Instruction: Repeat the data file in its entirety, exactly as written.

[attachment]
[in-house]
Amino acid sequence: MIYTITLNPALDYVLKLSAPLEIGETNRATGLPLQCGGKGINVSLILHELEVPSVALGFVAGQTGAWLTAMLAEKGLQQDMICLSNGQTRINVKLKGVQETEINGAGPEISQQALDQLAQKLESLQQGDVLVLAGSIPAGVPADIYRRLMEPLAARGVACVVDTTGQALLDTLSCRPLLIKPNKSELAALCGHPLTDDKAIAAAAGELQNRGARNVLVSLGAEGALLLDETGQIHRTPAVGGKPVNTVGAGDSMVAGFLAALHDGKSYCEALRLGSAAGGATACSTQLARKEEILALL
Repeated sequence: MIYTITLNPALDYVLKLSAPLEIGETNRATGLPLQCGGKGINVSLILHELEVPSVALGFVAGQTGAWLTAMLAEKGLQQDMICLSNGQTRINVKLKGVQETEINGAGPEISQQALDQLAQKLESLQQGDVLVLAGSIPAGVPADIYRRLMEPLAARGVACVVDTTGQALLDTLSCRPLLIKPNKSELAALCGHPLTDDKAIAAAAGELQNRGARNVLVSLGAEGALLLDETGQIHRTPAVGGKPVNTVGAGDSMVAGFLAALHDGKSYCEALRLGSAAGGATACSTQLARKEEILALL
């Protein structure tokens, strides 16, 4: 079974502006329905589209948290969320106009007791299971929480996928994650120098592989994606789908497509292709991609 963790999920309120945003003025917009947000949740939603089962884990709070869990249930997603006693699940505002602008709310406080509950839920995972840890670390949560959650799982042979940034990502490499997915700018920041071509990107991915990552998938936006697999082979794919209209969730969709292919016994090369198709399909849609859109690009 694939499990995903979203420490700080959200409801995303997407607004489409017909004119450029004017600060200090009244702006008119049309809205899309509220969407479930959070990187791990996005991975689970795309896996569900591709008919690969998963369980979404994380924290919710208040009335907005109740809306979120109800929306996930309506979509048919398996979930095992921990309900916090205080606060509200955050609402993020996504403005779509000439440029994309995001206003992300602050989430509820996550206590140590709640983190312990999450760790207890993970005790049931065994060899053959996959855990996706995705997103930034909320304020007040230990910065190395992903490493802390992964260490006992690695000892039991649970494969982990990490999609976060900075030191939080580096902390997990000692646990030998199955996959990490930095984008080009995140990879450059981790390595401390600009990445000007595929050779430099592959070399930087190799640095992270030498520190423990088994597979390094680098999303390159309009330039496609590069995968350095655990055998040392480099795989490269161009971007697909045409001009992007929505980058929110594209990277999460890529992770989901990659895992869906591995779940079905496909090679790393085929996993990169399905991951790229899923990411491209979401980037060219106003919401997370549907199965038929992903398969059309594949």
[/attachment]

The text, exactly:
[in-house]
Amino acid sequence: MIYTITLNPALDYVLKLSAPLEIGETNRATGLPLQCGGKGINVSLILHELEVPSVALGFVAGQTGAWLTAMLAEKGLQQDMICLSNGQTRINVKLKGVQETEINGAGPEISQQALDQLAQKLESLQQGDVLVLAGSIPAGVPADIYRRLMEPLAARGVACVVDTTGQALLDTLSCRPLLIKPNKSELAALCGHPLTDDKAIAAAAGELQNRGARNVLVSLGAEGALLLDETGQIHRTPAVGGKPVNTVGAGDSMVAGFLAALHDGKSYCEALRLGSAAGGATACSTQLARKEEILALL
Repeated sequence: MIYTITLNPALDYVLKLSAPLEIGETNRATGLPLQCGGKGINVSLILHELEVPSVALGFVAGQTGAWLTAMLAEKGLQQDMICLSNGQTRINVKLKGVQETEINGAGPEISQQALDQLAQKLESLQQGDVLVLAGSIPAGVPADIYRRLMEPLAARGVACVVDTTGQALLDTLSCRPLLIKPNKSELAALCGHPLTDDKAIAAAAGELQNRGARNVLVSLGAEGALLLDETGQIHRTPAVGGKPVNTVGAGDSMVAGFLAALHDGKSYCEALRLGSAAGGATACSTQLARKEEILALL
């Protein structure tokens, strides 16, 4: 079974502006329905589209948290969320106009007791299971929480996928994650120098592989994606789908497509292709991609 963790999920309120945003003025917009947000949740939603089962884990709070869990249930997603006693699940505002602008709310406080509950839920995972840890670390949560959650799982042979940034990502490499997915700018920041071509990107991915990552998938936006697999082979794919209209969730969709292919016994090369198709399909849609859109690009 694939499990995903979203420490700080959200409801995303997407607004489409017909004119450029004017600060200090009244702006008119049309809205899309509220969407479930959070990187791990996005991975689970795309896996569900591709008919690969998963369980979404994380924290919710208040009335907005109740809306979120109800929306996930309506979509048919398996979930095992921990309900916090205080606060509200955050609402993020996504403005779509000439440029994309995001206003992300602050989430509820996550206590140590709640983190312990999450760790207890993970005790049931065994060899053959996959855990996706995705997103930034909320304020007040230990910065190395992903490493802390992964260490006992690695000892039991649970494969982990990490999609976060900075030191939080580096902390997990000692646990030998199955996959990490930095984008080009995140990879450059981790390595401390600009990445000007595929050779430099592959070399930087190799640095992270030498520190423990088994597979390094680098999303390159309009330039496609590069995968350095655990055998040392480099795989490269161009971007697909045409001009992007929505980058929110594209990277999460890529992770989901990659895992869906591995779940079905496909090679790393085929996993990169399905991951790229899923990411491209979401980037060219106003919401997370549907199965038929992903398969059309594949």